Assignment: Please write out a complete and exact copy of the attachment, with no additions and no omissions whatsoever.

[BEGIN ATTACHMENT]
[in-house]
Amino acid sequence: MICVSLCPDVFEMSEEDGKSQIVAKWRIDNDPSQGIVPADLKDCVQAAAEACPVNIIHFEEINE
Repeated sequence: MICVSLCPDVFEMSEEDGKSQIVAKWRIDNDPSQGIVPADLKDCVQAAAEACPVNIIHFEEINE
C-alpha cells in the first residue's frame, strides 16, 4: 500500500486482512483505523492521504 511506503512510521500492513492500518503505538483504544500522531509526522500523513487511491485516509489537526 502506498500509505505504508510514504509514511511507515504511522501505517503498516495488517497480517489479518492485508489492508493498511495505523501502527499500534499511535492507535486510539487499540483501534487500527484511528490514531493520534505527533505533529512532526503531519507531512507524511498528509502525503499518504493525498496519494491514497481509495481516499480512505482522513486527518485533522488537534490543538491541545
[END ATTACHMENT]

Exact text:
[in-house]
Amino acid sequence: MICVSLCPDVFEMSEEDGKSQIVAKWRIDNDPSQGIVPADLKDCVQAAAEACPVNIIHFEEINE
Repeated sequence: MICVSLCPDVFEMSEEDGKSQIVAKWRIDNDPSQGIVPADLKDCVQAAAEACPVNIIHFEEINE
C-alpha cells in the first residue's frame, strides 16, 4: 500500500486482512483505523492521504 511506503512510521500492513492500518503505538483504544500522531509526522500523513487511491485516509489537526 502506498500509505505504508510514504509514511511507515504511522501505517503498516495488517497480517489479518492485508489492508493498511495505523501502527499500534499511535492507535486510539487499540483501534487500527484511528490514531493520534505527533505533529512532526503531519507531512507524511498528509502525503499518504493525498496519494491514497481509495481516499480512505482522513486527518485533522488537534490543538491541545